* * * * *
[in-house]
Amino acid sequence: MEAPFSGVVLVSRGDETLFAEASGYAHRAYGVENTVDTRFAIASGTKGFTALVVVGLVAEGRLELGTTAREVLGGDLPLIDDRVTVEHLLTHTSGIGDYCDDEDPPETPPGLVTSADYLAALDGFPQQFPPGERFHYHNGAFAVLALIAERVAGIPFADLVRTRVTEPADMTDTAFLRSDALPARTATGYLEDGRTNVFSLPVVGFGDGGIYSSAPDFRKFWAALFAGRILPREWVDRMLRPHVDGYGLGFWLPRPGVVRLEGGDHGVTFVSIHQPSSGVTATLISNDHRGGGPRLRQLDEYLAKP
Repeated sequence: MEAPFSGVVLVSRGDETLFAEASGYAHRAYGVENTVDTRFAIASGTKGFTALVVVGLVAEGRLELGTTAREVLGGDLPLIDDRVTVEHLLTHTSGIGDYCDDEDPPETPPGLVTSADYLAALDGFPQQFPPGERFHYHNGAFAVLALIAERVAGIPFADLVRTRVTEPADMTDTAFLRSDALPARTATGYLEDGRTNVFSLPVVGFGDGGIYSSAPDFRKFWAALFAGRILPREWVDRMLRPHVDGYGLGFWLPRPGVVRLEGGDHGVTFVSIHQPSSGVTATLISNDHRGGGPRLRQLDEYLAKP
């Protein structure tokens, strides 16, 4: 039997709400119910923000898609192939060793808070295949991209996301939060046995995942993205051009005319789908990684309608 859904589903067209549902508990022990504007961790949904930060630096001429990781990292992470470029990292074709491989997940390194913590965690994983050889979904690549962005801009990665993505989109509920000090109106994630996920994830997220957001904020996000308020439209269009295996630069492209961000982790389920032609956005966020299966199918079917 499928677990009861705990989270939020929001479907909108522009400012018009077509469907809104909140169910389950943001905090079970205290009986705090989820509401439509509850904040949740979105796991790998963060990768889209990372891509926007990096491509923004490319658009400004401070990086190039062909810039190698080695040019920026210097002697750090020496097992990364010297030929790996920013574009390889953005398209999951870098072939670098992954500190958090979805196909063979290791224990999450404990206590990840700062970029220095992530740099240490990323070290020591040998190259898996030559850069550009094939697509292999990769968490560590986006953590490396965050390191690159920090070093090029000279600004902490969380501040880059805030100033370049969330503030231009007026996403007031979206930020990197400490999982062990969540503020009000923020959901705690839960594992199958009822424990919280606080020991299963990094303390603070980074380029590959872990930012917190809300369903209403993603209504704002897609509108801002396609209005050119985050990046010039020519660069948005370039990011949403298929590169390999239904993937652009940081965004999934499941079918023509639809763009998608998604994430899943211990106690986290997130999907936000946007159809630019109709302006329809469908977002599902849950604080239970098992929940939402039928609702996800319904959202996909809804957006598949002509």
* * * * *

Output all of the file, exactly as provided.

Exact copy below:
[in-house]
Amino acid sequence: MEAPFSGVVLVSRGDETLFAEASGYAHRAYGVENTVDTRFAIASGTKGFTALVVVGLVAEGRLELGTTAREVLGGDLPLIDDRVTVEHLLTHTSGIGDYCDDEDPPETPPGLVTSADYLAALDGFPQQFPPGERFHYHNGAFAVLALIAERVAGIPFADLVRTRVTEPADMTDTAFLRSDALPARTATGYLEDGRTNVFSLPVVGFGDGGIYSSAPDFRKFWAALFAGRILPREWVDRMLRPHVDGYGLGFWLPRPGVVRLEGGDHGVTFVSIHQPSSGVTATLISNDHRGGGPRLRQLDEYLAKP
Repeated sequence: MEAPFSGVVLVSRGDETLFAEASGYAHRAYGVENTVDTRFAIASGTKGFTALVVVGLVAEGRLELGTTAREVLGGDLPLIDDRVTVEHLLTHTSGIGDYCDDEDPPETPPGLVTSADYLAALDGFPQQFPPGERFHYHNGAFAVLALIAERVAGIPFADLVRTRVTEPADMTDTAFLRSDALPARTATGYLEDGRTNVFSLPVVGFGDGGIYSSAPDFRKFWAALFAGRILPREWVDRMLRPHVDGYGLGFWLPRPGVVRLEGGDHGVTFVSIHQPSSGVTATLISNDHRGGGPRLRQLDEYLAKP
């Protein structure tokens, strides 16, 4: 039997709400119910923000898609192939060793808070295949991209996301939060046995995942993205051009005319789908990684309608 859904589903067209549902508990022990504007961790949904930060630096001429990781990292992470470029990292074709491989997940390194913590965690994983050889979904690549962005801009990665993505989109509920000090109106994630996920994830997220957001904020996000308020439209269009295996630069492209961000982790389920032609956005966020299966199918079917 499928677990009861705990989270939020929001479907909108522009400012018009077509469907809104909140169910389950943001905090079970205290009986705090989820509401439509509850904040949740979105796991790998963060990768889209990372891509926007990096491509923004490319658009400004401070990086190039062909810039190698080695040019920026210097002697750090020496097992990364010297030929790996920013574009390889953005398209999951870098072939670098992954500190958090979805196909063979290791224990999450404990206590990840700062970029220095992530740099240490990323070290020591040998190259898996030559850069550009094939697509292999990769968490560590986006953590490396965050390191690159920090070093090029000279600004902490969380501040880059805030100033370049969330503030231009007026996403007031979206930020990197400490999982062990969540503020009000923020959901705690839960594992199958009822424990919280606080020991299963990094303390603070980074380029590959872990930012917190809300369903209403993603209504704002897609509108801002396609209005050119985050990046010039020519660069948005370039990011949403298929590169390999239904993937652009940081965004999934499941079918023509639809763009998608998604994430899943211990106690986290997130999907936000946007159809630019109709302006329809469908977002599902849950604080239970098992929940939402039928609702996800319904959202996909809804957006598949002509």